Figure 15 shows the state switching and total power of distributed control. From Figure 15b, the three loads’ total consumption is able to be kept near 356 kW. But compared with Figure 9a, a sharp power change occurs in the distributed mode, and the curve is more unstable. This is caused by inaccurate coupling information between controllers. So, the optimal performance of the distributed mode is worse.
The detailed comparison of total consumption and calculation performance between the two modes is listed in Table 7. Though there is a loss of optimal performance, the speed of distributed control is promoted.

5. Conclusions

The characteristics of discrete and logical of the control system determine that in order to realize integrated analyzing and control of Power CPS, the first thing is to build a Hybrid System model which is able to describe the continuous dynamic process and discrete process for the primary system of the power grid.
This paper applies the MLD method to build a Hybrid System based Power CPS control model for ADN flexible load control. Combining with the ADN feeder power control, a flexible load control strategy is designed for normal and underpowered conditions of ADN feeder. To solve the problems of centralized control mode when the feeder is in the underpowered condition, a model and method of distributed control for flexible load is proposed.
From the study case, it can be concluded that compared with the traditional load control, the proposed flexible load control contains two advantages: (1) With the help of the hybrid model the predictability of the control is better, by which the flexible loads’ operation constraints are satisfied strictly when the traditional loads violate the limit; (2) The hybrid model has the ability to combine the discrete process into the optimal control of continuous variables, in that the ADN flexible load state switching can be optimized to meet continuous variables, so that ADN flexible load state switching can be optimized to meet consumption demand. In the case study simulation of this paper, the flexible load power consumption is lower, and the most load’s energy conservation reaches 11% of the traditional load; when the coordinates with DGs in the ADN, flexible load power consumption can be sustained near a target value and the deviation of RMS is 30% which is lower than 46% of the traditional load control.
Simulations of centralized and distributed control models of flexible load show that both of them have their advantages and disadvantages. The centralized control has higher efficiency and the target deviation is 7% lower than the distributed control in the study case. However, the distributed control is suitable for some complex situations, and computes faster (0.794 s in study case) than the centralized mode. Besides, the distributed control makes full use of the ADN control system, and has some practical value.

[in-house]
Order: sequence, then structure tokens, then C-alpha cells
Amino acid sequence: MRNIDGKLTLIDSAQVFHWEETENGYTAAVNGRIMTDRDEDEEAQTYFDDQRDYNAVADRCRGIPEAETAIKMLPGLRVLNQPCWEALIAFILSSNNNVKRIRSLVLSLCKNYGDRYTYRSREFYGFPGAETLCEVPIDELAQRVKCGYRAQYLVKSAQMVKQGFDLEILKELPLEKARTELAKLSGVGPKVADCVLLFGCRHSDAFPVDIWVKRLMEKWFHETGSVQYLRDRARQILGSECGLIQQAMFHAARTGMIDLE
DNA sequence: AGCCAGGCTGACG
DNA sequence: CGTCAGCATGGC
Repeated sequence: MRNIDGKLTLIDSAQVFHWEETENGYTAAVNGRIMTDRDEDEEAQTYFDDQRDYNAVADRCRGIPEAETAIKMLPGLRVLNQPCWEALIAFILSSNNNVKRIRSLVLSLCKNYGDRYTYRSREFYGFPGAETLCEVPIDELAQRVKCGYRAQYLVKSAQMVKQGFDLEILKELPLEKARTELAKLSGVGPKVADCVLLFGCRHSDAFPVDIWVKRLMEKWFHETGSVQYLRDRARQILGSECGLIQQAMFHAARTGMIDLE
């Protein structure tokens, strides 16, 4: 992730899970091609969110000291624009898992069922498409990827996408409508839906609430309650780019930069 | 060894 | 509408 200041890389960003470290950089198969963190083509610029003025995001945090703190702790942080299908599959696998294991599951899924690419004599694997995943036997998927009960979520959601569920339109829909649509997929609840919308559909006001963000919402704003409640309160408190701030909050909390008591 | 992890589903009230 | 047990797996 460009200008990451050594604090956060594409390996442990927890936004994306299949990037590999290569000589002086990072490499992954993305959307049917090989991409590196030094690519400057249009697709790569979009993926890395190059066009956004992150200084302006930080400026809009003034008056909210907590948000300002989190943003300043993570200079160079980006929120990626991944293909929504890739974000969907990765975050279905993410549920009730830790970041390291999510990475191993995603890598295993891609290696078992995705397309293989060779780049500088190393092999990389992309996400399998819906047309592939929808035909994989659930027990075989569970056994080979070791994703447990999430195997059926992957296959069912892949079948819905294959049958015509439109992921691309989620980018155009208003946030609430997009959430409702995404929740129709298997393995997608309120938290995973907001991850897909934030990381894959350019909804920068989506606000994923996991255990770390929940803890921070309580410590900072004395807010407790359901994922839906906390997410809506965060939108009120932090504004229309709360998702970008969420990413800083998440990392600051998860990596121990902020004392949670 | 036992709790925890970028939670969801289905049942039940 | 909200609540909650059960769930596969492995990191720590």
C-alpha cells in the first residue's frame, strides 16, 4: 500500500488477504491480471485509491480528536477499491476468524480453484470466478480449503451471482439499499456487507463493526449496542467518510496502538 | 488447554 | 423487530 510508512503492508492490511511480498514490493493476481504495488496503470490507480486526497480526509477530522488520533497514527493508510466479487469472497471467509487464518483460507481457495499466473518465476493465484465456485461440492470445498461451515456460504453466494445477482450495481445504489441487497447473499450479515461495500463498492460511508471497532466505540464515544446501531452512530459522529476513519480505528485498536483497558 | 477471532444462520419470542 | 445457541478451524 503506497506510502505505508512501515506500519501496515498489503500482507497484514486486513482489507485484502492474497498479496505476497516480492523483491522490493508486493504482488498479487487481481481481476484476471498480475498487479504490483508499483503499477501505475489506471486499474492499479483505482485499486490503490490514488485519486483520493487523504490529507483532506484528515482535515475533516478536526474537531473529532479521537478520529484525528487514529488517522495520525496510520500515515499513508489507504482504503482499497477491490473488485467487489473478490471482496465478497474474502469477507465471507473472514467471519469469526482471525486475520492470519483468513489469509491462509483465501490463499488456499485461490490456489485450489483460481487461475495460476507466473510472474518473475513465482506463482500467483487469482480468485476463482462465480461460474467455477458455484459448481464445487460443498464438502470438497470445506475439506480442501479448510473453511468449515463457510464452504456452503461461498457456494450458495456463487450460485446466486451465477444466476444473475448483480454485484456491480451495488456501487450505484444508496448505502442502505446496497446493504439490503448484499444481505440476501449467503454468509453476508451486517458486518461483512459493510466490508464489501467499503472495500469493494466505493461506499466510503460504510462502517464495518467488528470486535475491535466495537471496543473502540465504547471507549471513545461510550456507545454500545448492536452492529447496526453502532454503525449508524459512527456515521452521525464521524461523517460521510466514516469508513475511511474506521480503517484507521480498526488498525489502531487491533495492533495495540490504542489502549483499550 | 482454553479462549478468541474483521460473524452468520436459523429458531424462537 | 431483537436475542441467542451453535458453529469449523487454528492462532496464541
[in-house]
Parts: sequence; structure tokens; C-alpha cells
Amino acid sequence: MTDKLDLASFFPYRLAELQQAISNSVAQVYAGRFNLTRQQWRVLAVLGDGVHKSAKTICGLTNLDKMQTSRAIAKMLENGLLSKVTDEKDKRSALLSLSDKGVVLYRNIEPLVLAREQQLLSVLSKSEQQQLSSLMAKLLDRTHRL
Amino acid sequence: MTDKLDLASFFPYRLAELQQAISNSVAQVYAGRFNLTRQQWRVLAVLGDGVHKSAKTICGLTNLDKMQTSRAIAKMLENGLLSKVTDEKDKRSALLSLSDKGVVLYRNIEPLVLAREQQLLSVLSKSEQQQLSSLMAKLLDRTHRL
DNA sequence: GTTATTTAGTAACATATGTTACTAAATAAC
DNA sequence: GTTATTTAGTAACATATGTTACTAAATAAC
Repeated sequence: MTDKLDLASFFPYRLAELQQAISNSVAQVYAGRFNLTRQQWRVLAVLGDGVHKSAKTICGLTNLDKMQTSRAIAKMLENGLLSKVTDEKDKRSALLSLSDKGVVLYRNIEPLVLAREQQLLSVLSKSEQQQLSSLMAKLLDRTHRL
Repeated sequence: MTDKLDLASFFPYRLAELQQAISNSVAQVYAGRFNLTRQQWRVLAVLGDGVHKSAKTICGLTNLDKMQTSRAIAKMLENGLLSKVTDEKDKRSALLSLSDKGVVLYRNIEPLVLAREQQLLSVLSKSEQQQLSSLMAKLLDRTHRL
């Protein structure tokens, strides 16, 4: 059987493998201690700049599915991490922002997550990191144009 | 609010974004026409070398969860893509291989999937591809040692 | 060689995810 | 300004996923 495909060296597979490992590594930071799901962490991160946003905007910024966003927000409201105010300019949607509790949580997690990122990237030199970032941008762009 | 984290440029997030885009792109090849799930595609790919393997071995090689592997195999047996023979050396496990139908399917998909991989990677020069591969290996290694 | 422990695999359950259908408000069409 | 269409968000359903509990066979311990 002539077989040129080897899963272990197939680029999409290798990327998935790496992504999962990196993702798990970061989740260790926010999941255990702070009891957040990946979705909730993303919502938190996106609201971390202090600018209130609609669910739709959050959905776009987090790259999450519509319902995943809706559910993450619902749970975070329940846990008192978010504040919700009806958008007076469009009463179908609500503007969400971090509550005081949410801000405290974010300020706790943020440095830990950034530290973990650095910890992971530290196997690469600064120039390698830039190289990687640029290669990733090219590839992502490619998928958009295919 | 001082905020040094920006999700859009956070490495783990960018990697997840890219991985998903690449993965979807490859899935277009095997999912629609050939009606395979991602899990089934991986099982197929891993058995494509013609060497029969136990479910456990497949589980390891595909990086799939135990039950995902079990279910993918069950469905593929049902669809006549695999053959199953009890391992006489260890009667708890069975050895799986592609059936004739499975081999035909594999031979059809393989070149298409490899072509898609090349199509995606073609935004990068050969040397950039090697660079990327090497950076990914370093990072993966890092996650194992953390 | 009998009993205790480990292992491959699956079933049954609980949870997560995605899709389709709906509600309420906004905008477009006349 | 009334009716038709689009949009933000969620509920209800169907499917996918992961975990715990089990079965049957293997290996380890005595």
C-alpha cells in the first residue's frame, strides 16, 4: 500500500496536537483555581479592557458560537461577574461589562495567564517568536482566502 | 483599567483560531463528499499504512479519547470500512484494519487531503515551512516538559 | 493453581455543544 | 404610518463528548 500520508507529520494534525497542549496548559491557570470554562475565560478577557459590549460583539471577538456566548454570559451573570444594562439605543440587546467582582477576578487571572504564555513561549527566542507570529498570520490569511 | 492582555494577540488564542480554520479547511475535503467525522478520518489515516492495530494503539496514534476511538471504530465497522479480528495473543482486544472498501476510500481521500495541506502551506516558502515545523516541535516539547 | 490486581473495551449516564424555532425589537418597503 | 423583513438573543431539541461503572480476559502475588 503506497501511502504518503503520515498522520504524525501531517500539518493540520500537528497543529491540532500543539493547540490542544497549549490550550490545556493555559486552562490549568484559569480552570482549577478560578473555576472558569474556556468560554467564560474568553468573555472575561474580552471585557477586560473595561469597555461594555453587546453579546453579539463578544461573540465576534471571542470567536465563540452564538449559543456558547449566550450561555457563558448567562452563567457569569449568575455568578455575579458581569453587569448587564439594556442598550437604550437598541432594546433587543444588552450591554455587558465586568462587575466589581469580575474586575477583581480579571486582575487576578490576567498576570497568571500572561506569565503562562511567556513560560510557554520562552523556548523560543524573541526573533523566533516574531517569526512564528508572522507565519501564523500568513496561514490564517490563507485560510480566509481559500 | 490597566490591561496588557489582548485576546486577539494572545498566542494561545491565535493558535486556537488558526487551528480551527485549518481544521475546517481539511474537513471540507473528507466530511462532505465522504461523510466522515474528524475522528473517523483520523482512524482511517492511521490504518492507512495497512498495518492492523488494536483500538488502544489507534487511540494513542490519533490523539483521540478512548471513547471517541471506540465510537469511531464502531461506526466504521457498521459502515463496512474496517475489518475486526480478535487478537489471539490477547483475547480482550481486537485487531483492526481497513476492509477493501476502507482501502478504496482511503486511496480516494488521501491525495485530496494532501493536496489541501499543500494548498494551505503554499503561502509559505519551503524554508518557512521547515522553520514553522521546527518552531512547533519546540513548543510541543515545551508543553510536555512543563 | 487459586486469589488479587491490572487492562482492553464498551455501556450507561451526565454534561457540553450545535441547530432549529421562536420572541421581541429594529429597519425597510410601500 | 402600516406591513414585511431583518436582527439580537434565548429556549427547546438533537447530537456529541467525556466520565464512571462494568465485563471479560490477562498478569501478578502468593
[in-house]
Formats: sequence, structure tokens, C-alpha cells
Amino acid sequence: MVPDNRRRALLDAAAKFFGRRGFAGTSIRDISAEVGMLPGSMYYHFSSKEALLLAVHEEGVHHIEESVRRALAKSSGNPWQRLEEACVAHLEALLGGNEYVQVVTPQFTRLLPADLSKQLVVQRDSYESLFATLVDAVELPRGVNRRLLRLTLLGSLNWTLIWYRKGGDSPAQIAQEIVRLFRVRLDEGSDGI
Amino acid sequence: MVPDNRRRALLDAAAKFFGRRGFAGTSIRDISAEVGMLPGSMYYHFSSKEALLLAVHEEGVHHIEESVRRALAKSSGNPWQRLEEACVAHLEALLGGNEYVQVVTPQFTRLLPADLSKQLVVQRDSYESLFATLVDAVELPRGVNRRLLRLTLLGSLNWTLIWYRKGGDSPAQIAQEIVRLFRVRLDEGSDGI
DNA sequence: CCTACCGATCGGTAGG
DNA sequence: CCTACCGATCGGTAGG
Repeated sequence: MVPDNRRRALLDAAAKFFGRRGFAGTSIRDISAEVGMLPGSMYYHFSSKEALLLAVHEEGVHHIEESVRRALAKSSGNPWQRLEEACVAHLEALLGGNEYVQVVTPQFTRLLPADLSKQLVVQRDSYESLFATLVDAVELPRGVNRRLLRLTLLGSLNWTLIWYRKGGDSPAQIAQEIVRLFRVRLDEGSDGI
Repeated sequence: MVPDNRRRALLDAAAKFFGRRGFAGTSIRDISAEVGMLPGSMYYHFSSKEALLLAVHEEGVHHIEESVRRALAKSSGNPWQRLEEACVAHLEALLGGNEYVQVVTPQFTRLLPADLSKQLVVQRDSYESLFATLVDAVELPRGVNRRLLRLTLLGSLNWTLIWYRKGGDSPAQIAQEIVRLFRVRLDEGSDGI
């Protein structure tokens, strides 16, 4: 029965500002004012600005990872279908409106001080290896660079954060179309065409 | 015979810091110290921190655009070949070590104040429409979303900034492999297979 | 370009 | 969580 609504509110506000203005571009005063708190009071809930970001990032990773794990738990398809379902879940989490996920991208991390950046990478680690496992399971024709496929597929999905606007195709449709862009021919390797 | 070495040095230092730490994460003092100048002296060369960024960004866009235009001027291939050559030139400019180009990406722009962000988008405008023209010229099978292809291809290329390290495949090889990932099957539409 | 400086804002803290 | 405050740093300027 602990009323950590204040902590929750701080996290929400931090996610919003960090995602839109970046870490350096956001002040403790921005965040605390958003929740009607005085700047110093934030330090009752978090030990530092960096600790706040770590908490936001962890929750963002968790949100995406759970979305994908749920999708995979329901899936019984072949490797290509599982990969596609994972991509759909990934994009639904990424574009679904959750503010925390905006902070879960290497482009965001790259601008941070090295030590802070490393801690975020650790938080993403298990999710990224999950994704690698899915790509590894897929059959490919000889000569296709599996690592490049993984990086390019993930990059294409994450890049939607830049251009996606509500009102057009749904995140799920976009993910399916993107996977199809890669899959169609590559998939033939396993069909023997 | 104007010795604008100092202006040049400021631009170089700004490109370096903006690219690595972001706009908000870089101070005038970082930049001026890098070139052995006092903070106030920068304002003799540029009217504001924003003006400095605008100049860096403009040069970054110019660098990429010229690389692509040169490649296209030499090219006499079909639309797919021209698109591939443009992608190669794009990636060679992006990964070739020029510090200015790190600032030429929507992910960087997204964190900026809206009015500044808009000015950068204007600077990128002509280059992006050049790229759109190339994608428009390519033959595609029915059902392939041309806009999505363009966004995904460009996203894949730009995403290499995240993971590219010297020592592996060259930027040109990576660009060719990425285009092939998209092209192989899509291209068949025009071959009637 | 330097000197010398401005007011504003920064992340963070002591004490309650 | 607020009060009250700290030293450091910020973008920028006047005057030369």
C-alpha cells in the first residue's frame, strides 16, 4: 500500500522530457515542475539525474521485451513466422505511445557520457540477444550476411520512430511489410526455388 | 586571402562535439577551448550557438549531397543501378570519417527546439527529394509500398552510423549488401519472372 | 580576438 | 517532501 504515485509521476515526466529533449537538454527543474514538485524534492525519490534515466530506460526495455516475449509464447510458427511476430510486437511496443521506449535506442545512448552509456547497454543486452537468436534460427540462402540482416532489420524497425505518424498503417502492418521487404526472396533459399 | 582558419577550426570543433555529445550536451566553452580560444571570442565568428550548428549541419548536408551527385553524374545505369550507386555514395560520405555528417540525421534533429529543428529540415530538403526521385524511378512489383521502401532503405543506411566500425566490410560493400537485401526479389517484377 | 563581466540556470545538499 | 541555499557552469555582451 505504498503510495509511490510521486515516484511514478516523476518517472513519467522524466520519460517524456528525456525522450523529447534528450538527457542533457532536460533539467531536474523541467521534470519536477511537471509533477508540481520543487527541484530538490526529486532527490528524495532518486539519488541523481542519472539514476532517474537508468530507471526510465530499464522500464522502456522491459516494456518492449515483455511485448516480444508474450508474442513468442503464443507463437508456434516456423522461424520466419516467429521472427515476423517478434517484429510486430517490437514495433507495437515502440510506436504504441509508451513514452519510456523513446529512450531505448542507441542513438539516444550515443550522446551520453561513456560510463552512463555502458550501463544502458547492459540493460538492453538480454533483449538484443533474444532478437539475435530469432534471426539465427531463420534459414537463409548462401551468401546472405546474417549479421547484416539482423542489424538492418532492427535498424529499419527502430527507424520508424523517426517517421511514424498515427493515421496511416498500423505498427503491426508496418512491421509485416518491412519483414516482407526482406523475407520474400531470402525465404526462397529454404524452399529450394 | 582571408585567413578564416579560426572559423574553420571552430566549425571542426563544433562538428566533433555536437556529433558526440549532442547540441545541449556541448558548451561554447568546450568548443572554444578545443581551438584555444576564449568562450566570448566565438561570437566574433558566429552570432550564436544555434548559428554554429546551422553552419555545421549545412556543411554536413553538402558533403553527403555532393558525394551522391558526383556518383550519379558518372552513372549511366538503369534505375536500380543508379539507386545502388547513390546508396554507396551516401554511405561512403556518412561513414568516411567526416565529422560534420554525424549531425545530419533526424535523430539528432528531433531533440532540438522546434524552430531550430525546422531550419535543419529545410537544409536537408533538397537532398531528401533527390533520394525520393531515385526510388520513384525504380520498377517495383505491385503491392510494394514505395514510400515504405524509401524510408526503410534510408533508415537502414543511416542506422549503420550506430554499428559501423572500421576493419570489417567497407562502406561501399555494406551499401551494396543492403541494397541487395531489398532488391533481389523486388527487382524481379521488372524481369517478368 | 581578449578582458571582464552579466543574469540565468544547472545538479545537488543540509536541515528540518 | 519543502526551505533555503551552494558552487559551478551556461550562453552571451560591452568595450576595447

In conclusion, the Hybrid System based model proposed in this paper combines continuous dynamic, discrete state and even complex logical description in a unified expression, therefore physical process, control process and information flow is able to be described by mathematics directly. According to the model, the control method optimized continuous variables and state switching together in a control step. The ADN flexible load control is an example to illustrate the “integrating physical process and the control process” of the “Control Model”, and the characteristics of the information system will be considered in the future to show the “integration of the primary and information systems”.


The authors would like to thank the support of The National Natural Science Foundation of China (with issue number: 51677116).

Author Contributions

Yun Wang and Dong Liu conceived and designed the experiments; Yun Wang performed the experiments; Yun Wang and Dong Liu analyzed the data; Chen Sun contributed analysis tools; Yun Wang wrote the paper.

Conflicts of Interest

The authors declare no conflict of Interest.


The following abbreviations are used in this manuscript:
CPSCyber Physical Systems
Power CPSCPS in Power Systems
ADNActive Distribution Network
DGDistributed Generation
MPCModel Predictive Control
EMSEnergy Management System
RHOReceding Horizon Optimization
MLDMixed Logical Dynamical
MIQPMixed Integer Quadratic Programming
RMSRoot Mean Square
LCOLoad Controlled Object
CtrlqThe q-th Controller


  1. Kyoung, D.K.; Kumar, P.R. Cyber-physical systems: A perspective at the centennial. Proc. IEEE 2012, 100, 1287–1380. [Google Scholar] [CrossRef]
  2. Edward, A.L.; Sanjit, A.S. Introduction to Embedded Systems: A Cyber-Physical Systems Approach; China Machine Press: Beijing, China, 2012. [Google Scholar]
  3. Eidson, J.; Edward, A.L.; Matic, S. Time-Centric Models for Designing Embedded Cyber-Physical Systems; University of California, Berkeley, Technical Memorandum: Berkeley, CA, USA, 2009. [Google Scholar]
  4. Radha, P. Cyber-Physical Systems: Close encounters between two parallel worlds. Proc. IEEE 2010, 98, 1363–1366. [Google Scholar]
  5. Derler, P.; Edward, A.L.; Vincentelli, A.S. Modeling cyber-physical systems. Proc. IEEE 2011, 100, 13–28. [Google Scholar] [CrossRef]
  6. Krishna, S.; Radha, P. Cyber-physical system framework for future aircraft and air traffic control. In Proceedings of the 2012 IEEE Aerospace Conference, Big Sky, MT, USA, 3–10 March 2012; pp. 1–9.
  7. Du, S.; Wang, X.; Xie, G.; Cai, T.; Zhang, Q. Reliability evaluation of substation automation system based on IEC61850. Power Syst. Prot. Control 2012, 5, 32–41. [Google Scholar]
  8. Yu, B.; Guo, C.; Wang, Y.; Zhang, L. Research on the reliability of the power system considering impacts of the information system. Power Syst. Prot. Control 2013, 7, 7–13. [Google Scholar]
  9. Li, H.; Qiu, R.C.; Wu, Z. Routing in cyber physical systems with application for voltage control in microgrids: A hybrid system approach. In Proceedings of the 32nd International Conference on Distributed Computing Systems Workshops, Macau, China, 18–21 June 2012; pp. 254–259.